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Fitch: Illinois will be challenged to maintain investment grade credit rating

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Thursday, October 8, 2020  |  Article  |  By Greg Bishop | The Center Square

Bonds, Bonding, Borrowing, Debt, Credit Rating

(The Center Square) – Illinois will be challenged to maintain its investment grade credit rating, according to Fitch Ratings.

About $850 million in bonds that Illinois is putting out this month has a near-speculative grade credit rating, according to Fitch Ratings. The state's overall rating has been affirmed, but with continued negative outlook.

The credit rating agency gave several bonds Illinois put out this month a BBB- rating, which is one notch above BB, a rating the agency says is speculative grade. Others say that’s junk bond status.

“Illinois' 'BBB-' [issuer default rating] and GO ratings reflect Fitch's anticipation of a fundamental weakening of the state's financial resilience given its already tenuous position entering the current severe downturn,” the agency said Wednesday. “The state's lack of meaningful reserves and the limited nature of other fiscal-management tools at its disposal mean Illinois will be challenged to maintain its investment-grade IDR.”

Illinois Sports Facilities Authority bonds have been rated BB+, as has the Metropolitan Pier and Exposition Authority expansion project bonds.

When a government body has a low credit rating it costs taxpayers more in higher interest rates for the state to sell bonds, which are loans that have to be paid back.

“We’re paying more in interest than any other state in the nation and we have the worst credit,” said state Rep. Joe Sosnowski, R-Rockford. “We’re in a very tough situation and we still have lots of problems to face in the future.”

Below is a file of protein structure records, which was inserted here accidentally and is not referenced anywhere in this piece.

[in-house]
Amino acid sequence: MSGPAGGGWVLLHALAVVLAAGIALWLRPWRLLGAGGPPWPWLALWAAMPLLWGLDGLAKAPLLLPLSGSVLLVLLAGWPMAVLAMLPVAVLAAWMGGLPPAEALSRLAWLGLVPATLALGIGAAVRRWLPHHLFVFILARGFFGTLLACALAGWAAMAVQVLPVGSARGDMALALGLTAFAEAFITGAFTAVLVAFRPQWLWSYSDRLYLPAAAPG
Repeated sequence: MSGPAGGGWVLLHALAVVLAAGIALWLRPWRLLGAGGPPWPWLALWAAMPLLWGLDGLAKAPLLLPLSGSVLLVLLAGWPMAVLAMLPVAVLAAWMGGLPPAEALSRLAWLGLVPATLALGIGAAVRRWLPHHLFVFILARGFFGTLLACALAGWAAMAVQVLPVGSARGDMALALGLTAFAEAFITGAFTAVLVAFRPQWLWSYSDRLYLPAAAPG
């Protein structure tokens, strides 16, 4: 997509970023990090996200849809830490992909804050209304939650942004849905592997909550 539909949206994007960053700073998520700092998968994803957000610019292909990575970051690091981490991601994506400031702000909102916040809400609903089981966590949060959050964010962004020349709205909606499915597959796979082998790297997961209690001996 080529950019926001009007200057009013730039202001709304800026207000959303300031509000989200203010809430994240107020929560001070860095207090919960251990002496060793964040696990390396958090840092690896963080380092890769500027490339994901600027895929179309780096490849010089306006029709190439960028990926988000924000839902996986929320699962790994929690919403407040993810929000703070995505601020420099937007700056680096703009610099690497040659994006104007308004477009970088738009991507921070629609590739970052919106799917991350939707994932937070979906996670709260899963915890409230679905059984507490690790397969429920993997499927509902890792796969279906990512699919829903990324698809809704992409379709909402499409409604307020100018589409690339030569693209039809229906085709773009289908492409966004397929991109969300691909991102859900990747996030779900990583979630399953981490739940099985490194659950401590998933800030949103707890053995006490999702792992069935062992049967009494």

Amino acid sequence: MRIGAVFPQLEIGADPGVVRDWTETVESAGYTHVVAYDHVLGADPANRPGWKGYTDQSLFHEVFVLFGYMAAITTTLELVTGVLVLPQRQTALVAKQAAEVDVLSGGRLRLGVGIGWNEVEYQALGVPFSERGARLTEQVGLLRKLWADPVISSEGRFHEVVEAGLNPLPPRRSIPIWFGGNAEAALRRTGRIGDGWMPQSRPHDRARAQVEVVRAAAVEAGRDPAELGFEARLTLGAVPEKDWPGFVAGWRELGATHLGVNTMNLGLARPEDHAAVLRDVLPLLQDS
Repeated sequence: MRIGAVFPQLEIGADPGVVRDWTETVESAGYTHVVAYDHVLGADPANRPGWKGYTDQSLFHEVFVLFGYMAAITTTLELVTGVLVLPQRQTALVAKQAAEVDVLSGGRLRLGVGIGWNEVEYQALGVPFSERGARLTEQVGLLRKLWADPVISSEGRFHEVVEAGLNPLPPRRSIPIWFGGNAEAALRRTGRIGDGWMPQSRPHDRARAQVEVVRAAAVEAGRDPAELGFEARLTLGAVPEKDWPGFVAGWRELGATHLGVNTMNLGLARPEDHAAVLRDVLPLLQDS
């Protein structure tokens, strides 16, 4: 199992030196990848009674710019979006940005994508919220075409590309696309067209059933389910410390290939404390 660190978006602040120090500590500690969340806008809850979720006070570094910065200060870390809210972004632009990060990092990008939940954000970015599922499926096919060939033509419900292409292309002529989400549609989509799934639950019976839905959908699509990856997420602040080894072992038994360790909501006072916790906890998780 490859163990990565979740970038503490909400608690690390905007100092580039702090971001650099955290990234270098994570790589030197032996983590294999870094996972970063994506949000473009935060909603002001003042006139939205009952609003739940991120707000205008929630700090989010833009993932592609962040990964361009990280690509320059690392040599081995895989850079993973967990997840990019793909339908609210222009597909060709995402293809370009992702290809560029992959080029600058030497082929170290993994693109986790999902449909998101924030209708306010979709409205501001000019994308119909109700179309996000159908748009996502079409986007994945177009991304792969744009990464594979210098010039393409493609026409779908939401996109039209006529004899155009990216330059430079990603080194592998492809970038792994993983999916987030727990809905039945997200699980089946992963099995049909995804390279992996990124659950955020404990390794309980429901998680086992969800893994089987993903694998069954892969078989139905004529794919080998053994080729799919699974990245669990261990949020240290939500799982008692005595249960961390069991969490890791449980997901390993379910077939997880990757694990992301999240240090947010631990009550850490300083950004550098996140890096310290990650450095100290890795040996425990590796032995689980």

The state also has an “ongoing pattern of weak operating performance and irresolute fiscal decision-making that has produced a credit position well below the level that the state’s broad economic base and substantial independent legal ability to control its budget would otherwise support,” the agency said.

“The Negative Outlook reflects the risk that the depth and duration of the downturn lead Illinois to implement nonstructural budget-management measures the state finds difficult to quickly unwind once an economic recovery finally begins to take hold,” Fitch said.

For the state’s operating performance, it scored a “bb” from Fitch.

“Illinois' operating performance, both during the 2008 Great Recession and the subsequent economic expansion, had been very weak,” Fitch said. “The current downturn will further stress the state's limited financial resilience as Fitch anticipates a widened structural budget gap and at least short-term growth in the sizable accounts-payable backlog.”

Other long-term problems Fitch sees is pension costs.

“Fitch estimates the state's total long-term liabilities at approximately $200 billion with pensions accounting for about 80% of the total,” the agency said. “Importantly, absent a constitutional change, Illinois appears to have no ability to unilaterally modify retiree benefits, including OPEB, for current employees and retirees.”